7
Sep
2017

Mine Risk Education project on track to reach 6,000 children in Sri Lanka

The process of demining a former conflict zone can take decades, and in some regions the process does not even begin until many years after the fighting has stopped. Mine Risk Education (MRE), which helps civilians in high-risk areas avoid landmine injuries, has been a priority for Find A Better Way since the charity’s early days. Here is a quick update on our newest MRE project, which was launched recently in Sri Lanka by our partners Spirit of Soccer and Lareus Sport for Good.

The project is based in the town of Kilinochchi in the north of the country. Kilinochchi served as the de facto capital for the rebel Tamil Tigers during the long Sri Lankan civil war, and was the sight of a major battle in the conflict’s closing stages. Rebel troops deployed landmines in unpredictable ways, including planting circles of explosives around wells where soldiers might stop for water, or in the gardens of homes that were abandoned as they left the city. Mines have been found in everything from pots of curd to plastic cricket bats.  

The project Find A Better Way funds helps children learn life-saving MRE skills by interweaving them into sports coaching.  Spirit of Soccer have taught MRE alongside football (soccer) coaching all around the world, including a Find A Better Way-funded programme in Colombia, but as Sri Lanka’s favourite sport is cricket, bowling and batting skills have been incorporated into this latest version as well. Thousands of local children will be exposed to MRE thanks to the work of Spirit of Soccer and Laureus Sport for Good., but to ensure the skills are passed for many years to come thirty local coaches are being trained to run their own courses as well.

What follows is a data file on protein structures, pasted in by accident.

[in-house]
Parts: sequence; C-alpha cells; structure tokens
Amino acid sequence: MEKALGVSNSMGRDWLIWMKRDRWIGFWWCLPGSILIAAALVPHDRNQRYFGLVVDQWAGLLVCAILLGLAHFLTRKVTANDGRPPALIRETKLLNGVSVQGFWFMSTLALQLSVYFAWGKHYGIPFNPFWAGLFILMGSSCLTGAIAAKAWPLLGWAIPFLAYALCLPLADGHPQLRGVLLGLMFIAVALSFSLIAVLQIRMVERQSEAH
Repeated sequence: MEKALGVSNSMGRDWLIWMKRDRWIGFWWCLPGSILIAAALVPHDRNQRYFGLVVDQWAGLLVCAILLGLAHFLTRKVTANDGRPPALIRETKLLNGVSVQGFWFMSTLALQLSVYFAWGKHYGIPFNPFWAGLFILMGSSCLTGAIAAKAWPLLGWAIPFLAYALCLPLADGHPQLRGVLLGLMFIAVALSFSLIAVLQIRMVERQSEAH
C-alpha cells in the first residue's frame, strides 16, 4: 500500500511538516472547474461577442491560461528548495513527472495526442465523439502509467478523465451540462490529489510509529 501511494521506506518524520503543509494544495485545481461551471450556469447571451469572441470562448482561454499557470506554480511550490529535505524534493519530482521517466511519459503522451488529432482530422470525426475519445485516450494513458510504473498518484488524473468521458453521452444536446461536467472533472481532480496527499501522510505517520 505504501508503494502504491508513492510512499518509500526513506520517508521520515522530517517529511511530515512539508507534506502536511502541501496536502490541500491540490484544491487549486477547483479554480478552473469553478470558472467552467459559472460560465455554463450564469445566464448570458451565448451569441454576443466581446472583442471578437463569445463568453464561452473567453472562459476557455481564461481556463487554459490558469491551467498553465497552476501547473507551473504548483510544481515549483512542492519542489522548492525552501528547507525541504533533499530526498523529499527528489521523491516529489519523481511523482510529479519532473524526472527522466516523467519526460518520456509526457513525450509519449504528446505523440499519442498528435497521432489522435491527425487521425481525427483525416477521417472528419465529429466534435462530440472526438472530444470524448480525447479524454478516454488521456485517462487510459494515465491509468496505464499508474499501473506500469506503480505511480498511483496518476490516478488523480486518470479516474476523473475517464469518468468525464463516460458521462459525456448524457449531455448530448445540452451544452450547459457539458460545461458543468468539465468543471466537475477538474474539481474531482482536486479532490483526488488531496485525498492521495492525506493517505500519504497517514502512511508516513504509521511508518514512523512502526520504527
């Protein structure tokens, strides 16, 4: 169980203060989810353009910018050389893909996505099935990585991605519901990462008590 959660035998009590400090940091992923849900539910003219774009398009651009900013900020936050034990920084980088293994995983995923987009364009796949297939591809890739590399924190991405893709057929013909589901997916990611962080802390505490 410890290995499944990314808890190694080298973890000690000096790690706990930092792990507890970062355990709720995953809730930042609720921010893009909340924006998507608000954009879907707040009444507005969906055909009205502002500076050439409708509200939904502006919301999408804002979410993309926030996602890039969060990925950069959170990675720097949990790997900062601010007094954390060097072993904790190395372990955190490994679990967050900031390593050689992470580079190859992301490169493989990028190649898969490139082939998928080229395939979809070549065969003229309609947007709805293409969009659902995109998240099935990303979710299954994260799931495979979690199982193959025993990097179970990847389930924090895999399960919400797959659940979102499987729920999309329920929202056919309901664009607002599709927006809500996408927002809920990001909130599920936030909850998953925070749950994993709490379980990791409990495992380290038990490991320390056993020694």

In March 2017 the first eighteen new coaches attended an initial workshop in Jaffna, in the far north of the country. The coaches were trained to deliver five separate ‘skill stations’ (four soccer related, one cricket related) where MRE messages will be directly linked to the sporting activities promoting an environment of self-learning amongst the players.

The primary focus of the training is to transmit four simple core messages of MRE to the children through these five soccer and cricket drills. The four core messages are:

  1. KEEP AWAY (likely locations of contaminated areas)
  2. DON’T TOUCH (types of mines and explosive in the area).
  3. INFORM / REPORT (behavior when encountering a mine or explosive – report to someone in authority)
  4. COMMUNICATE (pass on all of the above to friends and family members)

On the final day of the workshop, the coaches organized a soccer and cricket festival for 100 children aged between 12-14 years from mine and explosive contaminated villages near Kilinochchi.

Since the initial workshop the coaches have reached an additional 500 children in the immediate area. The programme is now being expanded into to the “high risk” areas of Kilinochi, Vavuniya, Mullaitivu and Jaffna in in Sri Lanka, directly reaching an estimated 6,000 children in total. A multi-media campaign using posters and schoolbooks printed with images of world-famous soccer and cricket stars and MRE messages is being rolled out as well, which will reach a further estimated 10,000 children.

Speaking of the many challenges Sri Lanka faces in the aftermath of its long civil war, Spirit of Soccer’s Joel Fernando said, “Injuries and deaths are still occurring, and mines and exploded ordinance are also preventing communities from rebuilding their lives and re-establishing their livelihoods. Contaminated land restricts access to paddy fields, water sources and routes to market. It also poses safety concerns for development agencies implementing rehabilitation projects.”

Find A Better Way CEO Lou McGrath concurs that the long-term difficulties in northern Sri Lanka are many. “People underestimate the long-term damage landmines and unexploded ordinance inflict on countries long after a conflict ceases. A child suffering a blast injury from a landmine is not just a tragedy in itself. It also places huge strain on the resources of a family, a village, and the wider community. Anything we can do to equip children with the tools and knowledge to live safely in high-risk areas is essential.”